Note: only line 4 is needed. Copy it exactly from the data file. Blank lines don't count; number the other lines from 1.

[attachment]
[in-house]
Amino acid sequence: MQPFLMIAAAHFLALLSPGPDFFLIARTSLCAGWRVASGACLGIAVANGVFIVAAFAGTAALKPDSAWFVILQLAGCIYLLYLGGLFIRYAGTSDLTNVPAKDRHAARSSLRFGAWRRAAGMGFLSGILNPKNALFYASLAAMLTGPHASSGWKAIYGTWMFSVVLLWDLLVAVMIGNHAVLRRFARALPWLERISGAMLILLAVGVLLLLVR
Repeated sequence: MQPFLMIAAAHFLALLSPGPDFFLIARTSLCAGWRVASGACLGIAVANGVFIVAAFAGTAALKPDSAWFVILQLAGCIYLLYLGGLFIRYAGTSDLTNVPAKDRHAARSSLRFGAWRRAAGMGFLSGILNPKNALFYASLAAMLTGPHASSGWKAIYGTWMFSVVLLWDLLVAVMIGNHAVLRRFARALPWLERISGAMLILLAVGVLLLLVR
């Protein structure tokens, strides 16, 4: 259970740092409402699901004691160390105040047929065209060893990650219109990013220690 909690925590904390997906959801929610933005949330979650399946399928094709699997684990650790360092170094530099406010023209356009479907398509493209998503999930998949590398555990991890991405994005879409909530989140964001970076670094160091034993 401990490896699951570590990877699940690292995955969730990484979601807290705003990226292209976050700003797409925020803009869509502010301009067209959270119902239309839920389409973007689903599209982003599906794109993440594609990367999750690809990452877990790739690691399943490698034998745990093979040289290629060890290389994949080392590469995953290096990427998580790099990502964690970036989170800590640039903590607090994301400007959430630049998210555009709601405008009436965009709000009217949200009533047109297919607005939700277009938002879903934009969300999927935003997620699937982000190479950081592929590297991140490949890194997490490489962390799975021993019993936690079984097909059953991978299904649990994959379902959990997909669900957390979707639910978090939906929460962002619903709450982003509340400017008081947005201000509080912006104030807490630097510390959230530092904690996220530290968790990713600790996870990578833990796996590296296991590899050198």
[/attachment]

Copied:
């Protein structure tokens, strides 16, 4: 259970740092409402699901004691160390105040047929065209060893990650219109990013220690 909690925590904390997906959801929610933005949330979650399946399928094709699997684990650790360092170094530099406010023209356009479907398509493209998503999930998949590398555990991890991405994005879409909530989140964001970076670094160091034993 401990490896699951570590990877699940690292995955969730990484979601807290705003990226292209976050700003797409925020803009869509502010301009067209959270119902239309839920389409973007689903599209982003599906794109993440594609990367999750690809990452877990790739690691399943490698034998745990093979040289290629060890290389994949080392590469995953290096990427998580790099990502964690970036989170800590640039903590607090994301400007959430630049998210555009709601405008009436965009709000009217949200009533047109297919607005939700277009938002879903934009969300999927935003997620699937982000190479950081592929590297991140490949890194997490490489962390799975021993019993936690079984097909059953991978299904649990994959379902959990997909669900957390979707639910978090939906929460962002619903709450982003509340400017008081947005201000509080912006104030807490630097510390959230530092904690996220530290968790990713600790996870990578833990796996590296296991590899050198």